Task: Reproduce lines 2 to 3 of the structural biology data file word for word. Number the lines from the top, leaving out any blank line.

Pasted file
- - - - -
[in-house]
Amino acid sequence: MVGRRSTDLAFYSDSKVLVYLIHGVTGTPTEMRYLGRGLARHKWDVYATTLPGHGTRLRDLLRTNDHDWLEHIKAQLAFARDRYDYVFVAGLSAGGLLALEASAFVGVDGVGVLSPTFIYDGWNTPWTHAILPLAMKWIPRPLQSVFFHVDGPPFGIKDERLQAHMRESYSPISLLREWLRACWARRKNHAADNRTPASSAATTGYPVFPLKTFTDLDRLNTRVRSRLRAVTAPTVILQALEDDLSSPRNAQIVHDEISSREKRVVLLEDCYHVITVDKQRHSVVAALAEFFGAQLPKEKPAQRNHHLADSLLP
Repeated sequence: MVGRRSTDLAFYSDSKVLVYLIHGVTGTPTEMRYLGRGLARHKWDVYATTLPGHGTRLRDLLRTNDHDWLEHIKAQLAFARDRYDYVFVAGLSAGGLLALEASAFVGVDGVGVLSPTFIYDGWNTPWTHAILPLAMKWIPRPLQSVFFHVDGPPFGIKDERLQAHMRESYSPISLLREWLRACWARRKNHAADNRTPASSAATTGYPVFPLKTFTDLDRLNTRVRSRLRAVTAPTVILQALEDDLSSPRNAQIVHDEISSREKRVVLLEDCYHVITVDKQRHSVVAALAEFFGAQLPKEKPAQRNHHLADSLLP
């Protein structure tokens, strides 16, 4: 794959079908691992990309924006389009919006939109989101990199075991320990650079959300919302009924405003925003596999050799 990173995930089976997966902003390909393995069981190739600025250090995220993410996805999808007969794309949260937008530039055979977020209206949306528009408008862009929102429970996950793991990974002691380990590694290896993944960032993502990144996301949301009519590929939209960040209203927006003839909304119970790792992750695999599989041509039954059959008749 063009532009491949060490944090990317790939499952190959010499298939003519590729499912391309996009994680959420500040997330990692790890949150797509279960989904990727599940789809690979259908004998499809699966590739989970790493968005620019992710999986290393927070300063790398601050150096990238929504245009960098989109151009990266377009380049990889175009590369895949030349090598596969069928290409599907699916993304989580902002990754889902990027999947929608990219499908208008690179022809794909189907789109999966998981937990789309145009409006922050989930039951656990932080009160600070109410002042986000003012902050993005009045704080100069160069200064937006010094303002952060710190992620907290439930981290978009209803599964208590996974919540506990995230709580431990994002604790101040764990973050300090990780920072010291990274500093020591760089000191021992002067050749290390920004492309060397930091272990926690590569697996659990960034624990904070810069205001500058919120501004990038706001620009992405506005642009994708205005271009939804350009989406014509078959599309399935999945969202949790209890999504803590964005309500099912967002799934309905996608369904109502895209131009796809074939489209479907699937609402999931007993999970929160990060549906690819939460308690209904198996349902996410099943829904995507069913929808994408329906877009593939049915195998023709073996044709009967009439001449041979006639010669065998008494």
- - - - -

Amino acid sequence: MVGRRSTDLAFYSDSKVLVYLIHGVTGTPTEMRYLGRGLARHKWDVYATTLPGHGTRLRDLLRTNDHDWLEHIKAQLAFARDRYDYVFVAGLSAGGLLALEASAFVGVDGVGVLSPTFIYDGWNTPWTHAILPLAMKWIPRPLQSVFFHVDGPPFGIKDERLQAHMRESYSPISLLREWLRACWARRKNHAADNRTPASSAATTGYPVFPLKTFTDLDRLNTRVRSRLRAVTAPTVILQALEDDLSSPRNAQIVHDEISSREKRVVLLEDCYHVITVDKQRHSVVAALAEFFGAQLPKEKPAQRNHHLADSLLP
Repeated sequence: MVGRRSTDLAFYSDSKVLVYLIHGVTGTPTEMRYLGRGLARHKWDVYATTLPGHGTRLRDLLRTNDHDWLEHIKAQLAFARDRYDYVFVAGLSAGGLLALEASAFVGVDGVGVLSPTFIYDGWNTPWTHAILPLAMKWIPRPLQSVFFHVDGPPFGIKDERLQAHMRESYSPISLLREWLRACWARRKNHAADNRTPASSAATTGYPVFPLKTFTDLDRLNTRVRSRLRAVTAPTVILQALEDDLSSPRNAQIVHDEISSREKRVVLLEDCYHVITVDKQRHSVVAALAEFFGAQLPKEKPAQRNHHLADSLLP